Image Settings: Bright Ideas
At CNET, we calibrate the picture settings for each TV we review to get the best picture quality. If you happen to own one of the TVs that we have reviewed, you can actually try our calibrated settings yourself. Search our picture setup forum for your TV to find out if we, or another reader, have posted settings for it.
Our calibrations take place in a dark room, but with a start time of 3:30 pm. PT, west coast viewer will get the start of the game during the day – and it often requires a brighter picture. If the image appears too dark, try increasing the backlight, increasing the brightness (typically LEDs) behind the LCD screen. If you have an OLED TV, try increasing OLED Light instead. Also, be sure to disable room lighting sensors, automatic light control controls or power saving features.
Depending on your TV, you can also have a picture mode designed for a bright room. Look for something like "lighter" or "calibrated light" to get a brightness without the terrible color in a vibrant or dynamic mode. Talking about color …
Not easy to be green
During our calibrations we try to get the most accurate color possible. For football, the most common color you see is green of the field, and if it's not correct, it's pretty easy to see. The human eye is very sensitive to green, and you can usually tell if it looks too brown or boring, or too yellowish or pulsating. Like most NFL fields, Mercedez-Benz Stadium uses an artificial surface called FieldTurf, which has the same color as fresh grass.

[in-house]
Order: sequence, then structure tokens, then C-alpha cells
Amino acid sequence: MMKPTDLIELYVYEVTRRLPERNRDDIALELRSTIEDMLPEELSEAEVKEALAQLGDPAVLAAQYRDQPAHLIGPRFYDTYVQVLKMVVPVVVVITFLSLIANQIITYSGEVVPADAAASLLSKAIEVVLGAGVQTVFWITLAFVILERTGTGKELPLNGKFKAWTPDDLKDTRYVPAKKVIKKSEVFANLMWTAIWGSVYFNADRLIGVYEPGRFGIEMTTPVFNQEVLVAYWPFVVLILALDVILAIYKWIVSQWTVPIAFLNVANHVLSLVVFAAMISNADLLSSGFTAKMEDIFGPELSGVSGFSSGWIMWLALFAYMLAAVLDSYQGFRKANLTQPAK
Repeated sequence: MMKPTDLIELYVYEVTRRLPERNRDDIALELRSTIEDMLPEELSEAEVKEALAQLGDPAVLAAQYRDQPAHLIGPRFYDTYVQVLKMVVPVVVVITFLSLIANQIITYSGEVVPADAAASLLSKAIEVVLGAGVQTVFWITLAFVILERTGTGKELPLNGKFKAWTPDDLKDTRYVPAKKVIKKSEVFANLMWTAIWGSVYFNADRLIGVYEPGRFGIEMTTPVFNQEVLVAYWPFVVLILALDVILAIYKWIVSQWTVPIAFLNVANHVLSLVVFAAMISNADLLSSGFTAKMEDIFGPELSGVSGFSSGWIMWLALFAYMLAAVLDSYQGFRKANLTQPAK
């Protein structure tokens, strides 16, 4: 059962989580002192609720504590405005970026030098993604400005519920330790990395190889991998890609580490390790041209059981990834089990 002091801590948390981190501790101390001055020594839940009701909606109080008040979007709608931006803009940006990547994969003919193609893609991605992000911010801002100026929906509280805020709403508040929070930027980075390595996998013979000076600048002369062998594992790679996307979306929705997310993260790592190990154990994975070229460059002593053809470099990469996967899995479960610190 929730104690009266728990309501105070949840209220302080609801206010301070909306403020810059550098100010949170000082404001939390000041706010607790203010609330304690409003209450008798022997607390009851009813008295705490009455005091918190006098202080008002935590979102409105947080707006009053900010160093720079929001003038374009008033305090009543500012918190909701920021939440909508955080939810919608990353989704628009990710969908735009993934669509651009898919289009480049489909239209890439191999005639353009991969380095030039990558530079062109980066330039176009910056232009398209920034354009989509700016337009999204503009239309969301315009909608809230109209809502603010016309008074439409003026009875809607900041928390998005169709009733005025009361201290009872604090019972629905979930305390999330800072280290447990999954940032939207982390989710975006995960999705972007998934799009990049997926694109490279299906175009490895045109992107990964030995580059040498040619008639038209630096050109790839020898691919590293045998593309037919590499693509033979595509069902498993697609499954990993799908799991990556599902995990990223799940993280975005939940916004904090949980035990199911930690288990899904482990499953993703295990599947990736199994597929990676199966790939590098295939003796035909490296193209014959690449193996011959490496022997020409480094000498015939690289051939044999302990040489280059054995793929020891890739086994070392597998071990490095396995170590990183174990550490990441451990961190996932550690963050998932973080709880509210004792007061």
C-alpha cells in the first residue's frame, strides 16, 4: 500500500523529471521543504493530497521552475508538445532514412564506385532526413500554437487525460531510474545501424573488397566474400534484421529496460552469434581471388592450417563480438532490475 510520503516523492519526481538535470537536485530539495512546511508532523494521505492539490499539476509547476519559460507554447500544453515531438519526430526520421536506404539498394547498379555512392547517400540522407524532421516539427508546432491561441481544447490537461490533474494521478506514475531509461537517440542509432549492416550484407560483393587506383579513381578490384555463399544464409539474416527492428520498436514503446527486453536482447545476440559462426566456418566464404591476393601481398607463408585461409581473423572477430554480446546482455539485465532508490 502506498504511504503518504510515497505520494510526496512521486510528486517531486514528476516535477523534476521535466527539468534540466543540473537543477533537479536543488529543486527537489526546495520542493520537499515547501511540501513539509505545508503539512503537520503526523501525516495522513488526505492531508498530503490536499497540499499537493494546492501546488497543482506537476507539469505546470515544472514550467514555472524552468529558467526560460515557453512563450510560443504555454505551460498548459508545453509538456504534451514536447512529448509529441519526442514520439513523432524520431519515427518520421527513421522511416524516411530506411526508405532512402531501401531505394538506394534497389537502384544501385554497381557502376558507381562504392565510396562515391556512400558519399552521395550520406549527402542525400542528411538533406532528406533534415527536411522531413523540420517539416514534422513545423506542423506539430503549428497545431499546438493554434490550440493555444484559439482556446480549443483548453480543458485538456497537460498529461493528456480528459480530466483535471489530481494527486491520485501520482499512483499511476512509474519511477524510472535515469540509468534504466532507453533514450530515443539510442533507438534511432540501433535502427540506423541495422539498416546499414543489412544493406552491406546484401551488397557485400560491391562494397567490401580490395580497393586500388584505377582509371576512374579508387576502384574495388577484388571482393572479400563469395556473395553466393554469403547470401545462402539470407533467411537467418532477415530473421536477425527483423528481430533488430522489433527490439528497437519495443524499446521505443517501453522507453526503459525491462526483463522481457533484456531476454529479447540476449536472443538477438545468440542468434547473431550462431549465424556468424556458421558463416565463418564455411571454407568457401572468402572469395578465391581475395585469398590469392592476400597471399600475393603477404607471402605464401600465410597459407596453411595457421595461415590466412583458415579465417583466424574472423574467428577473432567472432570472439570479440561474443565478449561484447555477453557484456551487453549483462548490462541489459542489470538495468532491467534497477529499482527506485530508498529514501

If you do not have access to our picture settings, it is one of the best ways to ensure correct colors, including green, is to connect the movie or movie maker setting. Yes, it sounds contra-intuitive, but Film usually gives a more accurate color green than sports or other image modes. They are often punched and supersaturated, with greens that are much more intense than in real life. If you like the nice look, you might prefer one of these modes to a more precise one.
Unfortunately, on some televisions, Film will turn dark even if you turn on the backlight all the way. If so, choose another image mode and look for a control called "color space" or something similar. There you want to select the setting "HD" or "Auto" or "Rec 709", not the "Native" setting. You can also make the grass look more natural by reducing the color control. For more advice, check out how to set up a TV with the eye .
If you have a TV equipped with smoothing or muffler (aka two-stroke effect) you may want to experiment with these settings. Look for a setting called Auto Motion Plus on Samsung, TruMotion on LG, Smooth Motion Effect on Vizio and MotionFlow on Sony TV. Soccer can sometimes take advantage of the blur reduction effects of these settings, but on the other hand you can mark artifacts, such as track behind fast objects such as a ball during a fast or goal kick. If you notice these effects, try turning off the setting completely.
Final steps: Kick back and enjoy
If you don't make the trip to Atlanta or buy a new TV, you have at least some ideas for getting your TV and home theater in game form. Now it's time to redecorate your mangrotta in Patriots or Ram's glory, invite your friends and scream on the screen.